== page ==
Sarah Shore-Beck by Sarah Shore-Beck

If you’re just getting started with a fitness routine, it can be a challenge to know how to properly perform exercises for the various muscles of the body. Here are four introductory lower-body movements for beginners, with advanced options that can be done once you’ve mastered the basic exercises.

Static-stance Lunge

static stance lunge

Stand with your feet together, shoulders pulled down and away from the ears, and your core engaged. Step forward with one foot and find your balance. Your feet should be far enough apart so that when you go down into the lunge position, your knee is facing directly forward and not going over your toe. If you don’t have enough balance for this exercise, stand by a wall or hold on to a stable chair. Keep your torso erect by continuing to engage your core (don’t lean forward). Drive your hips toward the floor, controlling the movement until your thighs become parallel with the floor. Push with the front leg to come back to the top of the lunge and repeat.

Advanced: Perform an alternating plyometric lunge. After doing one lunge, add a hop before moving into the next one, switching the lead leg each time.



Stand with your feet a little wider than hip-distance apart and toes pointed slightly outward. Engage the core and lift the chest. Look straight ahead and keep your hands by your sides. Shift your weight back into your heels and push your hips behind you until your thighs become parallel with the floor. Your knees should be moving in the direction of your toes. Do not let your torso become rounded or let your heels come off of the floor during the movement. Lift your hips, torso and chest simultaneously as you return to the starting position.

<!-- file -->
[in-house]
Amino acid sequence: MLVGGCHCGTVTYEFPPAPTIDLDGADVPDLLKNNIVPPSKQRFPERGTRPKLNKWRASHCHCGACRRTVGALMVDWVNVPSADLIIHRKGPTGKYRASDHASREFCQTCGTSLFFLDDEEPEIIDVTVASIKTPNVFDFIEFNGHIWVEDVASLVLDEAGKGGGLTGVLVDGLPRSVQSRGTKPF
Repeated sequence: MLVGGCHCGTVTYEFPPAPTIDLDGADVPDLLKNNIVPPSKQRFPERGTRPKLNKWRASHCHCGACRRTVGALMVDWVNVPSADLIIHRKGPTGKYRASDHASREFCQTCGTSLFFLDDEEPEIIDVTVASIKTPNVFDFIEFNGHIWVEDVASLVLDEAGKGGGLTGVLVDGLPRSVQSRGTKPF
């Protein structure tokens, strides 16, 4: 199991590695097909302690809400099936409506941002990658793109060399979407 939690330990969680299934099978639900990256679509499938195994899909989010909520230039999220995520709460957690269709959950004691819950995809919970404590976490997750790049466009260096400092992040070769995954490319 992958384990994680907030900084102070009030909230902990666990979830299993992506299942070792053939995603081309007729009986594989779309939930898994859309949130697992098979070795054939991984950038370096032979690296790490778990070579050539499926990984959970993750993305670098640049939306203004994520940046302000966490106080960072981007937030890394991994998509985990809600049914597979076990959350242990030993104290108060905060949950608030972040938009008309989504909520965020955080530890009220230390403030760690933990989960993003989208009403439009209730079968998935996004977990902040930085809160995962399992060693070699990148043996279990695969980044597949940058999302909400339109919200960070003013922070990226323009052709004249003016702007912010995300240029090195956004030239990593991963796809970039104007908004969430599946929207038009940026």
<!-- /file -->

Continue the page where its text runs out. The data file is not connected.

Advanced: Perform a squat; extend first the right and then the left leg out to the side at the base of the squat. Bring the foot back toward the center and stand back up to the starting position.



Stand on one leg; use a chair or stand by a wall for support, if needed. Lift one leg off the ground and write the alphabet in the air with your toe; repeat with the opposite leg. This can be a great exercise to do while standing in the kitchen cooking or while folding laundry.

Advanced: Stand on one leg and extend your arms straight out from your body. Rotate your arms so that your right arm is pointing toward your toes and your left arm is extended to the ceiling. Next, switch so that the left arm is pointed toward the ground and the right arm is extended toward the ceiling.

Lateral Lunge

Lateral lunge

Stand with your feet parallel, hip-width apart. Look straight ahead and keep your hands in a comfortable position to help you maintain your balance during the exercise.

Inhale and slowly step to the right while keeping your weight in your left heel; keep both feet facing forward. Once your right foot is firmly placed on the floor, begin to shift your weight toward the right foot, bending the right knee and pushing the hips back. Continue to lunge until your shinbone is vertical to the floor and your right knee is aligned with the second toe of your right foot. Your left leg should be as straight as possible and your body weight should be distributed into the right hip. Keep the heels of both feet flat on the floor.

Advanced: Perform a lateral lunge as described above, but after the lunge, bring the knee up and place a small ball or med ball underneath the leg and then return to the lateral lunge.

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